24. Mama Leigh says:

    Anne, thanks so much for posting this again. I see this “new feminism” happening in my own life and in so many others around me. My parents have always seen it as, you either work or your at home with the kids there is no in between. I just couldn’t accept that reality. I wanted to help my family out financially, but I also want to be there for me daughter and any future children. (and my household runs so much smoother when I am not gone all day long). Now I am in a path to make that happen. I decided to go to grad school for occupational therapy. Since it is a female dominated field, part time work is often the norm. I am fairly close to graduating and am so excited to make this “new feminism” dream a reality. The women in my program mostly feel similar. Everyone always talks about how they can’t wait to get out of school, have babies and work part time. It’s such a beautiful thing that this new work environment is emerging and I feel so fortunate to be living in a time when this becoming possible.

  25. Sarah says:

    I couldn’t agree with you more, Anne! We are foraging our own way, which leads to more independence/freedom/whatever-you-want-to-call-it than women have ever had before! We don’t have to stay home and take care of the babies as women were expected to do in the past. But we also don’t have to be bogged down by demanding jobs that force us to put family lower on the totem pole of our priorities! We want the best of both worlds and, where that was an impossibility of the past, we are slowly but surely creating ways to make that happen. So exciting! 🙂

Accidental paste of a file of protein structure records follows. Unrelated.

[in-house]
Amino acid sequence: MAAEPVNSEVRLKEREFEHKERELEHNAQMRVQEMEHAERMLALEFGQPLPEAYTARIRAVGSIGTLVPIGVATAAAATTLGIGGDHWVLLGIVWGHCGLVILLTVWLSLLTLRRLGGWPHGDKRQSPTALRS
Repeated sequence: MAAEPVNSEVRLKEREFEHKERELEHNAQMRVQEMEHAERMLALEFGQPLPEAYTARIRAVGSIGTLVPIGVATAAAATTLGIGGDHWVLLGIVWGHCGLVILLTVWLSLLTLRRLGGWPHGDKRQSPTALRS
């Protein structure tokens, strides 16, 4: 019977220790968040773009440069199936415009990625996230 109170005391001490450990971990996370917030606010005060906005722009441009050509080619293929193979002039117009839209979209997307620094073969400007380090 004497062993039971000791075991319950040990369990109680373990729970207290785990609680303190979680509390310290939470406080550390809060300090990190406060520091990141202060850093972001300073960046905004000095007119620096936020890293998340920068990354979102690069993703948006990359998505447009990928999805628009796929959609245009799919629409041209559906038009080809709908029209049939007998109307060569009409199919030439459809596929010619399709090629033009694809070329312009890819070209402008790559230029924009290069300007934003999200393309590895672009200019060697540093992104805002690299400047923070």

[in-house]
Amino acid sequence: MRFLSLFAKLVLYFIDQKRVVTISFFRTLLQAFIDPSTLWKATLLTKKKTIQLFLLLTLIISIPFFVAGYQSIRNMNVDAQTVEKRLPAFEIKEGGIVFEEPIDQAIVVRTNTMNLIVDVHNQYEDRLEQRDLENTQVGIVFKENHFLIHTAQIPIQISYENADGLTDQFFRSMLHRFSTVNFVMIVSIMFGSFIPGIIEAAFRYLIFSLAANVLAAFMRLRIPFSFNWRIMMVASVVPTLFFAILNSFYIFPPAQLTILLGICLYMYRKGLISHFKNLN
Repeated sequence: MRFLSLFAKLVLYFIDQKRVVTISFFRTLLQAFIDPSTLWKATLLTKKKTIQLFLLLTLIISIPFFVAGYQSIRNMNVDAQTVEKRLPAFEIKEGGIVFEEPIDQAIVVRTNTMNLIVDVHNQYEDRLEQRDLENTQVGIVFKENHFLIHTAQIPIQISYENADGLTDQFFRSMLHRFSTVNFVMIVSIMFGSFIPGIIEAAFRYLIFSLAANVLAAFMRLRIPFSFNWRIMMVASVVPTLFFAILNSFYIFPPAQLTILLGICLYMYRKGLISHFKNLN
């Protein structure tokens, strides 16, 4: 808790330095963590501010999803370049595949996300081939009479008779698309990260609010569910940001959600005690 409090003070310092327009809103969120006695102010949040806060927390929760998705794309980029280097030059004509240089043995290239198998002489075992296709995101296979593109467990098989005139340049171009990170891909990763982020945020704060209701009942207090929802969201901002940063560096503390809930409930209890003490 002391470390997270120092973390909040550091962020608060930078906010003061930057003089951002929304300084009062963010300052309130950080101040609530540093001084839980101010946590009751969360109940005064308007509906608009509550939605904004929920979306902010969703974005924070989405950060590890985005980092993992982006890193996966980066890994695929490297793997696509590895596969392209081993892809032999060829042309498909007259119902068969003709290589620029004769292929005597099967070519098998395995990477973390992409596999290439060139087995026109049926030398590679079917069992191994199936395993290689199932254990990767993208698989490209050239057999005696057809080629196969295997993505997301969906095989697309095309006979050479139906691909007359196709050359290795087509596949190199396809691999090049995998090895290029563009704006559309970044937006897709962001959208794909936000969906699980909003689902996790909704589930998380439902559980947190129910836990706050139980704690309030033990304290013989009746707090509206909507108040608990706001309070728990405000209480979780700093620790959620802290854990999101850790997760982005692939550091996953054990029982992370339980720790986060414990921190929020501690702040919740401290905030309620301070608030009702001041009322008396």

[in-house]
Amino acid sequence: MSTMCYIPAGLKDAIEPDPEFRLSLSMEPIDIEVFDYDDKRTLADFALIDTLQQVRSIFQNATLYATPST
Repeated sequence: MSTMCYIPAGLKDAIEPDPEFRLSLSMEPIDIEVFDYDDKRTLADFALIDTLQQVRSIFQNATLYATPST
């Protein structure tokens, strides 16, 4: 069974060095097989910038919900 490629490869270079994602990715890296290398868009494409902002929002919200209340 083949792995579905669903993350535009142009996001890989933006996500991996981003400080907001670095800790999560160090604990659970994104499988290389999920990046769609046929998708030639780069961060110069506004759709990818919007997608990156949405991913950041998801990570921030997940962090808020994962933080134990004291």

26. Jennifer H says:

    Kind of like how “pro-choicers” really don’t want unmarried women to choose to raise their baby or give it up for adoption – they really just want women to choose abortion.

    Although I can see how women who fought for the right to have careers would see a different choice as setting them back.

  27. The caution I would say with all this is that while it’s important to create new ways to work, there’s also an element of taking work seriously — and that I think is what Bennets is getting at. Your new way to work also needs to still ensure you have the earning capacity to support your family at a reasonable standard of living if required.